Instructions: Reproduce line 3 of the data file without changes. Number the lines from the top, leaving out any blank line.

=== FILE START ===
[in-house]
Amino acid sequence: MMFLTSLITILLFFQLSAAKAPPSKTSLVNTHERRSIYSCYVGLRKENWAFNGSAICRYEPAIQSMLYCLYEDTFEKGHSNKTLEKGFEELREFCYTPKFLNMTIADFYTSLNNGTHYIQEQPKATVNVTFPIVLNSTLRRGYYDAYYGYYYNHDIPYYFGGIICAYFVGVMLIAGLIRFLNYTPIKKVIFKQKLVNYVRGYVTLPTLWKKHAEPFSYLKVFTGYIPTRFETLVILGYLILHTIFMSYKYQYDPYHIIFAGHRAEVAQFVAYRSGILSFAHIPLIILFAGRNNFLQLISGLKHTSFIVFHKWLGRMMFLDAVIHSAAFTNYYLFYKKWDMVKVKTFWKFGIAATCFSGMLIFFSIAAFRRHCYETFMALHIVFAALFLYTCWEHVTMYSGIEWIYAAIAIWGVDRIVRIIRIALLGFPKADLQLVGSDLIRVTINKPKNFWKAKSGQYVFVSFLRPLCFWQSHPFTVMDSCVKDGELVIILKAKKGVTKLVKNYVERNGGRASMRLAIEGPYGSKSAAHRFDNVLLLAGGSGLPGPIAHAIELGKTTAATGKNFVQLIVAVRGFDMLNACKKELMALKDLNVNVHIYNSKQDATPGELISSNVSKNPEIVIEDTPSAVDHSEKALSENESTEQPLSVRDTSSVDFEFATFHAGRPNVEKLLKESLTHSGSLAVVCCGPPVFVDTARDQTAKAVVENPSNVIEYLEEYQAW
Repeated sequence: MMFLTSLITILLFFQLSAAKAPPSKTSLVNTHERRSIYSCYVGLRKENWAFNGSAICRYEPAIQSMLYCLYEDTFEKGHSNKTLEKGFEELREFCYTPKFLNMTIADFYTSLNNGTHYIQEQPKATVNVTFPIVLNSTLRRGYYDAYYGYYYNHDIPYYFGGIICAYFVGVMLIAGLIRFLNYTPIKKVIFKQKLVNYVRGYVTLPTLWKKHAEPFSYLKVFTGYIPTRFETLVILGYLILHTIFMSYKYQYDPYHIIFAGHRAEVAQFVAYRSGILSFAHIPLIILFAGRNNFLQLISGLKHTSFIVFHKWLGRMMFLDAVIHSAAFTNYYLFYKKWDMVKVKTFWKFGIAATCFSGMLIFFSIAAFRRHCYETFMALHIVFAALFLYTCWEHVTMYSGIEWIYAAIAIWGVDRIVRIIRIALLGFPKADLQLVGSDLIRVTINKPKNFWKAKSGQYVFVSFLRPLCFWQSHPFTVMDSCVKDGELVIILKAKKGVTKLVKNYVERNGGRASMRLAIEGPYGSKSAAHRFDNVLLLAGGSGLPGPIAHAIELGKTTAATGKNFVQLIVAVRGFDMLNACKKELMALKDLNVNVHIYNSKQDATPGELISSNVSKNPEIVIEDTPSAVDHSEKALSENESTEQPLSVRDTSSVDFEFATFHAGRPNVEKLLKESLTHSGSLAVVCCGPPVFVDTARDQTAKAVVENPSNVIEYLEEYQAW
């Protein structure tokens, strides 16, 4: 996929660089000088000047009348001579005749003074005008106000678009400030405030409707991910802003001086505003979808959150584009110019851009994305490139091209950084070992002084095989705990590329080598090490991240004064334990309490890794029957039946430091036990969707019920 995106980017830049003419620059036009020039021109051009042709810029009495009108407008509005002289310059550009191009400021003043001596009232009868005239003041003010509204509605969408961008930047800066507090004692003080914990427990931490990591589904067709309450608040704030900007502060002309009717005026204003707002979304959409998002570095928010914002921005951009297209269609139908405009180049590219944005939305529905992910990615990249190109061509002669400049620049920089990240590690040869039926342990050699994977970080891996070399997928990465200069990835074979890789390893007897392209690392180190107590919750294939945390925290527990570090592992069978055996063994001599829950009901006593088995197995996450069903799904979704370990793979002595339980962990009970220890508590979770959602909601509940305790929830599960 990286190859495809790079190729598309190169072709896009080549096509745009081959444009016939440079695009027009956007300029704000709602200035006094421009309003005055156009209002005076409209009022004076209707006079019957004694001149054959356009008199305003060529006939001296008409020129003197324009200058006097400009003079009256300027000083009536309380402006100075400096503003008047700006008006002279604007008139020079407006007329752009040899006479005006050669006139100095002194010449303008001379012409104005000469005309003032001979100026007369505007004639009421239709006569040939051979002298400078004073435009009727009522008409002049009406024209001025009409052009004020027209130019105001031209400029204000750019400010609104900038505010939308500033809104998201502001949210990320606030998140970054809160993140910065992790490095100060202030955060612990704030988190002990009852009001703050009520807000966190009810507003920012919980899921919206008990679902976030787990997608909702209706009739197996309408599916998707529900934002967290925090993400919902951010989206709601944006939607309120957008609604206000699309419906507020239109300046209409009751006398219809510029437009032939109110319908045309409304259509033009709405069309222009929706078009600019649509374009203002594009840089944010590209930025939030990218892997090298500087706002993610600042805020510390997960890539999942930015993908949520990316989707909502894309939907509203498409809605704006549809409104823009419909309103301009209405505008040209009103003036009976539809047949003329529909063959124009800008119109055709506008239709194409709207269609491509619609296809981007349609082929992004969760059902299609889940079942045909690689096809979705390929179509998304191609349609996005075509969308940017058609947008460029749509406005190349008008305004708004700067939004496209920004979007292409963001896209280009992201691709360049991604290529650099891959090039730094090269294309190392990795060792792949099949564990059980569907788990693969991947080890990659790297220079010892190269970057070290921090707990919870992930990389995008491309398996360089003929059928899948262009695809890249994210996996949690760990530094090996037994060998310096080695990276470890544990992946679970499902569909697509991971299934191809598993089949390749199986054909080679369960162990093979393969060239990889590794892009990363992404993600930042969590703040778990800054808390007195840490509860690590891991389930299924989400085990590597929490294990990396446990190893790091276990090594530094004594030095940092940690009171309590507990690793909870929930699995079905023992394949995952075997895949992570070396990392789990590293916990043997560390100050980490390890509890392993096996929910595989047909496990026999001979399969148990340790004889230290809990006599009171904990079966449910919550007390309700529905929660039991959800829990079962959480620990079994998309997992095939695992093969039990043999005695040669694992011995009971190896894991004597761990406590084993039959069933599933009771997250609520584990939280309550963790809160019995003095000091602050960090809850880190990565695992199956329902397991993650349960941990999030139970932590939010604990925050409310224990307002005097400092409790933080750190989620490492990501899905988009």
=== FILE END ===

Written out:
Repeated sequence: MMFLTSLITILLFFQLSAAKAPPSKTSLVNTHERRSIYSCYVGLRKENWAFNGSAICRYEPAIQSMLYCLYEDTFEKGHSNKTLEKGFEELREFCYTPKFLNMTIADFYTSLNNGTHYIQEQPKATVNVTFPIVLNSTLRRGYYDAYYGYYYNHDIPYYFGGIICAYFVGVMLIAGLIRFLNYTPIKKVIFKQKLVNYVRGYVTLPTLWKKHAEPFSYLKVFTGYIPTRFETLVILGYLILHTIFMSYKYQYDPYHIIFAGHRAEVAQFVAYRSGILSFAHIPLIILFAGRNNFLQLISGLKHTSFIVFHKWLGRMMFLDAVIHSAAFTNYYLFYKKWDMVKVKTFWKFGIAATCFSGMLIFFSIAAFRRHCYETFMALHIVFAALFLYTCWEHVTMYSGIEWIYAAIAIWGVDRIVRIIRIALLGFPKADLQLVGSDLIRVTINKPKNFWKAKSGQYVFVSFLRPLCFWQSHPFTVMDSCVKDGELVIILKAKKGVTKLVKNYVERNGGRASMRLAIEGPYGSKSAAHRFDNVLLLAGGSGLPGPIAHAIELGKTTAATGKNFVQLIVAVRGFDMLNACKKELMALKDLNVNVHIYNSKQDATPGELISSNVSKNPEIVIEDTPSAVDHSEKALSENESTEQPLSVRDTSSVDFEFATFHAGRPNVEKLLKESLTHSGSLAVVCCGPPVFVDTARDQTAKAVVENPSNVIEYLEEYQAW